Understanding the drivers of crime
Understanding the drivers of crime is fundamental to devising the best ways of responding to it. Undertake an advanced research project in criminology working with world renowned experts across a range of diverse areas of contemporary relevance. You will join researchers who are working to create new knowledge in policing, organised crime, transnational migration, cybercrime and terrorism, and develop new ways of understanding prisons, desistance from crime, criminal networks, dark tourism, border and military criminology.
Why undertake a PhD in Criminology at Flinders
A PhD in Criminology is an excellent foundation for an academic career as a criminologist. It can set you apart as a leading researcher and thinker in policy making and criminal justice settings. Your PhD can unlock careers in policing and security, victims service support, corrections, human rights or academia.
Top up scholarships are available for newly enrolled high-achieving domestic or international PhD students in the College of Business, Government and Law on the basis of academic merit and research potential.
The six scholarships available are valued at $5,000 per annum for the duration of a PhD degree (maximum 3 years, with a possible 6-month extension).
Flinders Criminology academic staff are recognised as leaders in their fields both in Australia and around the world. Our academics draw on their extensive knowledge to undertake research that makes a difference in people's lives.
|Dr Melissa de Vel-Palumbo||Community attitudes towards crime, punishment and sentencing, guilt and shame
|Professor Andrew Goldsmith||Organised crime, policing, corruption
|Professor Mark Halsey||Criminology, repeat offending, detention and imprisonment
|Associate Professor Caitlin Hughes||Drug law, drug policy, drug markets and drug trafficking, cross-national analysis, festival safety|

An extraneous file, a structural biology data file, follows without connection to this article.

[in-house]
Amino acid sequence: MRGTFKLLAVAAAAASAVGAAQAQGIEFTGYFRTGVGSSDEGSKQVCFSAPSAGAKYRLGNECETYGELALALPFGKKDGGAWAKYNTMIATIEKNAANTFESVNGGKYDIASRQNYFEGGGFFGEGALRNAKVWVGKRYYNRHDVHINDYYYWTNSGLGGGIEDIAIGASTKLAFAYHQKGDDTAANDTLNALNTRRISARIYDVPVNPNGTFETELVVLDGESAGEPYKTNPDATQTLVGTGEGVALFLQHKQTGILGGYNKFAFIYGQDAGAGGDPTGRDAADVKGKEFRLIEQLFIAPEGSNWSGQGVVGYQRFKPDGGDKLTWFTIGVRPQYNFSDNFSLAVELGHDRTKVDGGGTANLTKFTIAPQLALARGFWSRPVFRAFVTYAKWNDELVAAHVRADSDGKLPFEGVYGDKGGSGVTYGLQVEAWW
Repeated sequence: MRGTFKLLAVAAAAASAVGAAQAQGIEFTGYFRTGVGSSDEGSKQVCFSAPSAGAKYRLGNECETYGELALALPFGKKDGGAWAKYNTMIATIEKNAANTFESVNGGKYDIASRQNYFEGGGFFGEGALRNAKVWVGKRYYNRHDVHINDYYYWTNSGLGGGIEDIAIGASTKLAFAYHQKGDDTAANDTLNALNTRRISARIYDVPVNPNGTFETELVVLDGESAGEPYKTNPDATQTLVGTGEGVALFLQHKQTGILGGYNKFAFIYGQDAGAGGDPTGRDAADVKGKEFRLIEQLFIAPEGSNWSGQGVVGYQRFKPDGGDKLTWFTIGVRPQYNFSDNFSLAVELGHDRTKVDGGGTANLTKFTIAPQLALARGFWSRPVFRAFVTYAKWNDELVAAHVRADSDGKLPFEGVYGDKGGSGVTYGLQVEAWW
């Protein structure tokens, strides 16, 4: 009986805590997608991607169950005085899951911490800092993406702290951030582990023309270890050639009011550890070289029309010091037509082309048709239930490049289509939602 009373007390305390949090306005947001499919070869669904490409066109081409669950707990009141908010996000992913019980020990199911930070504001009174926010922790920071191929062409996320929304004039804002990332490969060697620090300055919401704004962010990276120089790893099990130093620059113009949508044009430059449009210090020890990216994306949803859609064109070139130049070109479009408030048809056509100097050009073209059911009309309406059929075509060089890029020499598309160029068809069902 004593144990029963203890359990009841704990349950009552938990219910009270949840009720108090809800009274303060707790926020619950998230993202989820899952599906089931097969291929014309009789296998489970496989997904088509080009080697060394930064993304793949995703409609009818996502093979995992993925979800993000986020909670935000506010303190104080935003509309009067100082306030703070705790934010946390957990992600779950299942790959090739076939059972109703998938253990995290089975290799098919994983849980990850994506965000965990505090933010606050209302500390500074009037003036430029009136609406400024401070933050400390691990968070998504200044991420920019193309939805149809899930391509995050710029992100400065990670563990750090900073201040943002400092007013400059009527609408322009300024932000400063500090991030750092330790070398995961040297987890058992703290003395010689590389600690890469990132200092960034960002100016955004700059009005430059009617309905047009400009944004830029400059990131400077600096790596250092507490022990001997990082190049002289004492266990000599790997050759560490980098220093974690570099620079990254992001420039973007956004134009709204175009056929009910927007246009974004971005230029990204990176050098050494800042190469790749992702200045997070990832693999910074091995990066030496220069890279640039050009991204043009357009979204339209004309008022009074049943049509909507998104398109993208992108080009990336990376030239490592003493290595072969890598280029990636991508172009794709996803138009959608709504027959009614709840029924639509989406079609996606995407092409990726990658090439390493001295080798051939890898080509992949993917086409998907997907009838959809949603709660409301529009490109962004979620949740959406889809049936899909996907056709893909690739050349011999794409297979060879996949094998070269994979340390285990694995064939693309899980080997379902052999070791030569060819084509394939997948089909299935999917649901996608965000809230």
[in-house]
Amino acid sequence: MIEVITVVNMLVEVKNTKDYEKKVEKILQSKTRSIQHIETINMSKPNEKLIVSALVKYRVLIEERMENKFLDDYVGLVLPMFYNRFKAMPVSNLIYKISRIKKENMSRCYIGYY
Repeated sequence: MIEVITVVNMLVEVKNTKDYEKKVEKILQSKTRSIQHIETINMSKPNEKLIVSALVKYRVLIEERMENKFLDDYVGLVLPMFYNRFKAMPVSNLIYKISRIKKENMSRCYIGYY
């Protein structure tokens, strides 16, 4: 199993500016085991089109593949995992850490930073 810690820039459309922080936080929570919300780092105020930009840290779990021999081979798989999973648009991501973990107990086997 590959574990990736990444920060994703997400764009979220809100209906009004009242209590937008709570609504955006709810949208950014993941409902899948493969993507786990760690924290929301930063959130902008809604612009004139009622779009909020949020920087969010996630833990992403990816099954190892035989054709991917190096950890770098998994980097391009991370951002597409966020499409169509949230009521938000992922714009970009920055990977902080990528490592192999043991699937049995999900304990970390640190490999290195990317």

|Associate Professor Marinella Marmo||Gender and human rights, corporate and transnational crime, human trafficking|
|Professor Russell Smith
||Economic crime, cyber-crime, corruption|
|Dr Simone Deegan||Juvenile justice, homicide, repeat offending, detention and imprisonment|
Submit your application
Thesis title: Police Bail: The 'moments of truth' on entry into the Criminal Justice System
Supervisors: Professor Adela McMurray, Associate Professor Caitlin Hughes, Associate Professor Rodrigo Praino
An observational study of police deciding and communicating about bail for those who have been detained in custody within the criminal justice system in South Australia.
Thesis title: The disruption and dismantling of OMCGs in NSW: A case study of Strike Force Raptor's 'prevention-led' policing
Supervisors: Professor Mark Halsey
This project incorporates an in-depth case study of Strike Force Raptor's policing approach to the disruption and dismantling of Outlaw Motorcycle Gangs (OMCG) in New South Wales. It will analyse the perspectives of police detectives involved in the implementation of policing-led desistance; as well as the perspectives of former OMCG members on the receiving end of this approach.
Thesis title: A comparative analysis of police use of stop and search in Australia and the United Kingdom
Supervisors: Associate Professor Caitlin Hughes, Professor Andrew Goldsmith, Professor Alex Stevens (Kent University, UK)
The aim of this research is to compare key similarities and differences in the use of stop and search by police between Australia and the UK and to use procedural justice theory to explore the positive and negative impacts of stop and search for police-community relationships.
If you have a question about how to apply, please review our Frequently Asked Questions before submitting an enquiry.
For all other course enquiries complete the enquiry form.
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